Olivier Picard, French Hellenist, Died at 83


Olivier Picard (4 March 1940 – 1 September 2023): A Legacy in Archaeology

Olivier Picard, a distinguished French archaeologist, made significant contributions to the field throughout his prolific career. Born on 4 March 1940, he hailed from a family deeply ingrained in academia, with both his parents, Gilbert Charles-Picard and Colette Picard, and grandfather Charles Picard being historians and archaeologists.

Picard pursued his education at the École normale supérieure, completing his studies in 1960. He furthered his academic journey by achieving his agrégation of history in 1964, marking the beginning of an illustrious career. In 1966, he became a member of the prestigious French School at Athens, solidifying his commitment to archaeology.

Throughout the early 1970s, Picard immersed himself in academia, joining the Paris West University Nanterre La Défense in 1971 and ultimately obtaining a professorship in 1979. Notably, from 1981 to 1992, he held the esteemed position of director at the French School at Athens, a testament to his leadership and expertise.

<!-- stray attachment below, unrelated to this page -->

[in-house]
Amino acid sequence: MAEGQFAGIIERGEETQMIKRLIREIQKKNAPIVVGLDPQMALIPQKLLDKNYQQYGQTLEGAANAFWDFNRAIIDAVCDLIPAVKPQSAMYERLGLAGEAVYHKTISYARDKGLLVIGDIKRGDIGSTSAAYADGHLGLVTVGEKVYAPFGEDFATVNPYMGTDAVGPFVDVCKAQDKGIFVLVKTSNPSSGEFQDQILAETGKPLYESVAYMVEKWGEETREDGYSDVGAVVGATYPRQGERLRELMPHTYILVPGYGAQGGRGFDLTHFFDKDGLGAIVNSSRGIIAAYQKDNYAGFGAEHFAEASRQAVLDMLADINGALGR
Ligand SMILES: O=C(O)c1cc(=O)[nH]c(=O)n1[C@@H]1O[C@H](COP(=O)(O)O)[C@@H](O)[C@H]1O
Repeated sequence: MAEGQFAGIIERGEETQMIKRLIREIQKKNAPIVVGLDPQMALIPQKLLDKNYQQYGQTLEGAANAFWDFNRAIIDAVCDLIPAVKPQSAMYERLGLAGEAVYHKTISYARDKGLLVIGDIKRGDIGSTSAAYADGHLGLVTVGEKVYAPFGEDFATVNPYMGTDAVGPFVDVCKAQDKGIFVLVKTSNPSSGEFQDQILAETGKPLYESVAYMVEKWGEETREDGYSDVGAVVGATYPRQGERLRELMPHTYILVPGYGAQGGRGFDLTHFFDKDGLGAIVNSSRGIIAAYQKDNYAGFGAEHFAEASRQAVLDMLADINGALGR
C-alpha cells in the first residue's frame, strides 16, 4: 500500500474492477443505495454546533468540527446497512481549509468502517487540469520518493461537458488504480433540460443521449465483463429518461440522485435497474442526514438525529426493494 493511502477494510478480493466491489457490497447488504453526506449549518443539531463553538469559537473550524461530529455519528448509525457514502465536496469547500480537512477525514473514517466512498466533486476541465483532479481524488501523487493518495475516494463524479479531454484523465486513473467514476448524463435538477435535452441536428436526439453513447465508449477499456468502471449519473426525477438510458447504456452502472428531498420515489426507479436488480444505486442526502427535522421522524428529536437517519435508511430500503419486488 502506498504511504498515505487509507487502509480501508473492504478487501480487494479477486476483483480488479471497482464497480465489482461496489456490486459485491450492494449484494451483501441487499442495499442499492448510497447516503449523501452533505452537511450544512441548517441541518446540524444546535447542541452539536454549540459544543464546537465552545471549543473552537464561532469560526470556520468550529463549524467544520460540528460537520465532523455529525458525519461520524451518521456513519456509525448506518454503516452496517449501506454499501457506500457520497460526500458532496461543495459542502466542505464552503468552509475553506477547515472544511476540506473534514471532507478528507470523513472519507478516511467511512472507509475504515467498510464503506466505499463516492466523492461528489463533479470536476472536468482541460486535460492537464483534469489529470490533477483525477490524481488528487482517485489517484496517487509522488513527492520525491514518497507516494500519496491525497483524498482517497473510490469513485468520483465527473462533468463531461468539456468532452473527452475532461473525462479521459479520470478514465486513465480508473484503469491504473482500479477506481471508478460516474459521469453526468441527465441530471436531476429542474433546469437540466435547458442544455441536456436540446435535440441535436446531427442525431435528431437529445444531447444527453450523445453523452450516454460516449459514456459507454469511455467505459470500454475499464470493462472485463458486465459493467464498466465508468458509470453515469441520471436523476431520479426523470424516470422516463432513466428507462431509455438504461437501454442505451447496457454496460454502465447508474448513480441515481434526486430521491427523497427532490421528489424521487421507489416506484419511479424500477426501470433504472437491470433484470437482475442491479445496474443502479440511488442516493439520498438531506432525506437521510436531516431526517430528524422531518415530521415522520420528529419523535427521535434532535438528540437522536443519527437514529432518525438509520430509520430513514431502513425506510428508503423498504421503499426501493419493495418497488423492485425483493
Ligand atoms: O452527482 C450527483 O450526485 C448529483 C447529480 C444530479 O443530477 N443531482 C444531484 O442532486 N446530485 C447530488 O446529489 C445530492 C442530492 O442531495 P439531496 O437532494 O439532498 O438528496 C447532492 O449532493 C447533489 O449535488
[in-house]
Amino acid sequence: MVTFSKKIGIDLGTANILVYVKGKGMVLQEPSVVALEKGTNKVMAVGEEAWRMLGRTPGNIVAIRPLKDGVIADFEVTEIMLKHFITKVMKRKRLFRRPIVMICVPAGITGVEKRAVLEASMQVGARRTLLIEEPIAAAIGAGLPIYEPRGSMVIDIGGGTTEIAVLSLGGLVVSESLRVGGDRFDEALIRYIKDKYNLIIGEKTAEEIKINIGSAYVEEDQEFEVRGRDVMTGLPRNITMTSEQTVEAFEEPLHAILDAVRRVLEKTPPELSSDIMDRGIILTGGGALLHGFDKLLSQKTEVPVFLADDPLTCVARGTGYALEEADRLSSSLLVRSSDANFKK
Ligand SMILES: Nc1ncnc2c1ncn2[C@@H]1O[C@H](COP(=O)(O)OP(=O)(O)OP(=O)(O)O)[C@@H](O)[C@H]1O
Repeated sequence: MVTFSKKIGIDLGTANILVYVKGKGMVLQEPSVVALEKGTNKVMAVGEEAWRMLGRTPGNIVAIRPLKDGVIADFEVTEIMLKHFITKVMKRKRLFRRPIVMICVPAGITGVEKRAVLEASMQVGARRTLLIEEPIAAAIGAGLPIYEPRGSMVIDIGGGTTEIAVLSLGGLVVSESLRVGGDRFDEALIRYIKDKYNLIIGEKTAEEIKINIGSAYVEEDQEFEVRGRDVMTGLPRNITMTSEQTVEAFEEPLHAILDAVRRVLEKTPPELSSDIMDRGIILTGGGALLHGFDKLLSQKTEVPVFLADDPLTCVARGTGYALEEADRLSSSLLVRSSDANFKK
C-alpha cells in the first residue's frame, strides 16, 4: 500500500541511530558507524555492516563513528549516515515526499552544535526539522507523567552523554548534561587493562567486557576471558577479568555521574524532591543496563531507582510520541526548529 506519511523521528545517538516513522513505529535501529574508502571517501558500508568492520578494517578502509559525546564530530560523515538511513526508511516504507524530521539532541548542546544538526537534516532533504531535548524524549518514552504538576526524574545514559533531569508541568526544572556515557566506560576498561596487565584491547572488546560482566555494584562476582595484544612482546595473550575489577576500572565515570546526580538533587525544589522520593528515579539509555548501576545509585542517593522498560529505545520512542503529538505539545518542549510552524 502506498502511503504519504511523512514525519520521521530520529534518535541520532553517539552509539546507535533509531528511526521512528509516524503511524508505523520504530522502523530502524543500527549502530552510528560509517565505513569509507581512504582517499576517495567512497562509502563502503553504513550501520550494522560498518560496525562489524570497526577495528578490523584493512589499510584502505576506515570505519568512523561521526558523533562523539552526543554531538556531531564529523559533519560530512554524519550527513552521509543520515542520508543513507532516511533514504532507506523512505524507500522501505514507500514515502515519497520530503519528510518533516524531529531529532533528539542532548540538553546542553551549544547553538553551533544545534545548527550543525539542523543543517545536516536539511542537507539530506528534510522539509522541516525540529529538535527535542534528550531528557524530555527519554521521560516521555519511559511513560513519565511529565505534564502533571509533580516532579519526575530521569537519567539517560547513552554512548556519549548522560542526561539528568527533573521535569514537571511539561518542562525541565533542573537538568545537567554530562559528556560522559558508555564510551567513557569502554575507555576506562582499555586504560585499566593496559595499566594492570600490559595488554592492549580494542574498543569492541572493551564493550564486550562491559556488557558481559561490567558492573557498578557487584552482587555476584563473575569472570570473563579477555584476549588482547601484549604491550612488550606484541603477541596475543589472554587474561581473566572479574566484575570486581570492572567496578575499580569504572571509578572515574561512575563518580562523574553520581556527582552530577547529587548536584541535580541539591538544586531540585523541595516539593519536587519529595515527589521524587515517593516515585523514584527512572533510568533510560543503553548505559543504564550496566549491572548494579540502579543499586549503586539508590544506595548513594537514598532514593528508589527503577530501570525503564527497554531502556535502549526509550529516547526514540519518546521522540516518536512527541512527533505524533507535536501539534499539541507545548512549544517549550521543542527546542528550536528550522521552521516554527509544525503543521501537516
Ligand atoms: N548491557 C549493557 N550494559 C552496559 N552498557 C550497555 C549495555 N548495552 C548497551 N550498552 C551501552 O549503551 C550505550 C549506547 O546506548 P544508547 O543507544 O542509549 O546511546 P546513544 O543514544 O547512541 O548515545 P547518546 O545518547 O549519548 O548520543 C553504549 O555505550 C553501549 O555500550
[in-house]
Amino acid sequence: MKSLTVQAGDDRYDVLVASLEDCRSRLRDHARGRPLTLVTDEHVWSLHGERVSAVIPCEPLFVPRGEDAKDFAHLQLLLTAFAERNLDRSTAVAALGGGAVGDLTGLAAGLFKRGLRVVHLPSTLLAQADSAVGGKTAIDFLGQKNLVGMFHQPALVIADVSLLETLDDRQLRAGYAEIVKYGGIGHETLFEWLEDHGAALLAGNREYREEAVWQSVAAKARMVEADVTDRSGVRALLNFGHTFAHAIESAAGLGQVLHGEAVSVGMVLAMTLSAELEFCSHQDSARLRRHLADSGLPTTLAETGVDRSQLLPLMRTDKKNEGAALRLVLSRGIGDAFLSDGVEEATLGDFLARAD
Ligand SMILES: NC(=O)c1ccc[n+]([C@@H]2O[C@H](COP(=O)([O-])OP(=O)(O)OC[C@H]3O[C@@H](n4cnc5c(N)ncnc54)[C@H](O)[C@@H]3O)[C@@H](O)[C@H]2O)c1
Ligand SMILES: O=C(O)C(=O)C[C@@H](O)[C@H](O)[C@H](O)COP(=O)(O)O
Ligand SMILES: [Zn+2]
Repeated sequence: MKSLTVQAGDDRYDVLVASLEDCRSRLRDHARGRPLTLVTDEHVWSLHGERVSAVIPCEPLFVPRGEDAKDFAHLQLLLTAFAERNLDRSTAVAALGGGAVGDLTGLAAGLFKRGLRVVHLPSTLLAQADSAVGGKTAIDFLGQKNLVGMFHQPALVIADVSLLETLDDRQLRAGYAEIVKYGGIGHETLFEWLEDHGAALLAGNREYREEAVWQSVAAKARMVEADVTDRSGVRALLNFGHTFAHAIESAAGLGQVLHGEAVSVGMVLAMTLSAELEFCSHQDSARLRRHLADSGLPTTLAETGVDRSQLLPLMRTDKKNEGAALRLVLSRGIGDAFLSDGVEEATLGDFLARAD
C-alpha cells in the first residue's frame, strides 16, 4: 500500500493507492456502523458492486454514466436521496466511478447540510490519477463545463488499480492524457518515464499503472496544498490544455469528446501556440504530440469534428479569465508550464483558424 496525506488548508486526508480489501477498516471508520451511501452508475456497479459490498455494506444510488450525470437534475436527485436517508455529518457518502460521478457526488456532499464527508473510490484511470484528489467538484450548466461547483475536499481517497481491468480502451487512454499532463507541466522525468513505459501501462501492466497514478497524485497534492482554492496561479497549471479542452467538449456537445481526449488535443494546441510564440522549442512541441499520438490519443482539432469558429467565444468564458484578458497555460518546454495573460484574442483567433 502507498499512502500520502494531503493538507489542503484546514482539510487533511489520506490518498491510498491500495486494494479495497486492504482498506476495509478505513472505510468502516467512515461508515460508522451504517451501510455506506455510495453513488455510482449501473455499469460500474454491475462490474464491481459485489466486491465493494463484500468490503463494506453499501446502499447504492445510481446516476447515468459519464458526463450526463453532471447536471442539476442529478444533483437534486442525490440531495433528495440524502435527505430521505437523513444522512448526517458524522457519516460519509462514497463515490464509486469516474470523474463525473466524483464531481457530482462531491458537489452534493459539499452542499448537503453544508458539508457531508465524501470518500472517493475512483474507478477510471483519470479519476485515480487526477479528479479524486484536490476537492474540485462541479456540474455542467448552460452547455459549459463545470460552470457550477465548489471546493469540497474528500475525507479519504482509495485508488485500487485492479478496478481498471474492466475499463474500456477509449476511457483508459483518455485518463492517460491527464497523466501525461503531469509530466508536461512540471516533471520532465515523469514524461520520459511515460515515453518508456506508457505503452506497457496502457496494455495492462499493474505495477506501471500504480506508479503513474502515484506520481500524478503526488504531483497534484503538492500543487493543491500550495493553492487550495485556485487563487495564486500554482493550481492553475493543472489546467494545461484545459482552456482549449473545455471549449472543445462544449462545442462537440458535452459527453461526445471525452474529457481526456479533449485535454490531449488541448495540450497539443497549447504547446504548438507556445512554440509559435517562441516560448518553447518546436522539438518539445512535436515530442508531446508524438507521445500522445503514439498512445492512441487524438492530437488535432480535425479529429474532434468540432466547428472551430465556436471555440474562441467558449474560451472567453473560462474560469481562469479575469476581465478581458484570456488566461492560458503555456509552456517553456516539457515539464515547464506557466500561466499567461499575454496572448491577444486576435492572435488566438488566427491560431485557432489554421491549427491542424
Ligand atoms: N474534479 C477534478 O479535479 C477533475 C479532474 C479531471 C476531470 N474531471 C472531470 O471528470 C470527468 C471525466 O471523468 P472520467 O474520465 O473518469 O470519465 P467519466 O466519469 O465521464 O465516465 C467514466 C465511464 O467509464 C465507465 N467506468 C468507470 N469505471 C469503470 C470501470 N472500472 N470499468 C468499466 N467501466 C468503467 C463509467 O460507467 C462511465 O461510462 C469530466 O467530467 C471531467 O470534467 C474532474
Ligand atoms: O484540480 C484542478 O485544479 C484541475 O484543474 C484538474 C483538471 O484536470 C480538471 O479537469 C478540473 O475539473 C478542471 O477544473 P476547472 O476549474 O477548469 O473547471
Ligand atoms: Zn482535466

Returning to Nanterre, he continued to excel, earning a position at Paris IV-Sorbonne and directing the graduate school of ancient and medieval history. His passion for archaeology drove him to lead excavations at historically significant sites, including Thasos and Lato.

In recognition of his expertise, Picard assumed crucial roles within academic and archaeological societies. He presided over the Société française de numismatique and the “Association des études grecques,” showcasing his influence and dedication to advancing knowledge in these domains. In a significant honor, he was elected as a member of the Académie des Inscriptions et Belles-Lettres on 24 April 2009, occupying François Chamoux’s seat.

Tragically, on 1 September 2023, Olivier Picard passed away in Thasos, Greece, at the age of 83. His enduring contributions to archaeology and academia continue to shape the understanding of ancient civilizations, leaving an indelible mark on the field and inspiring future generations of archaeologists.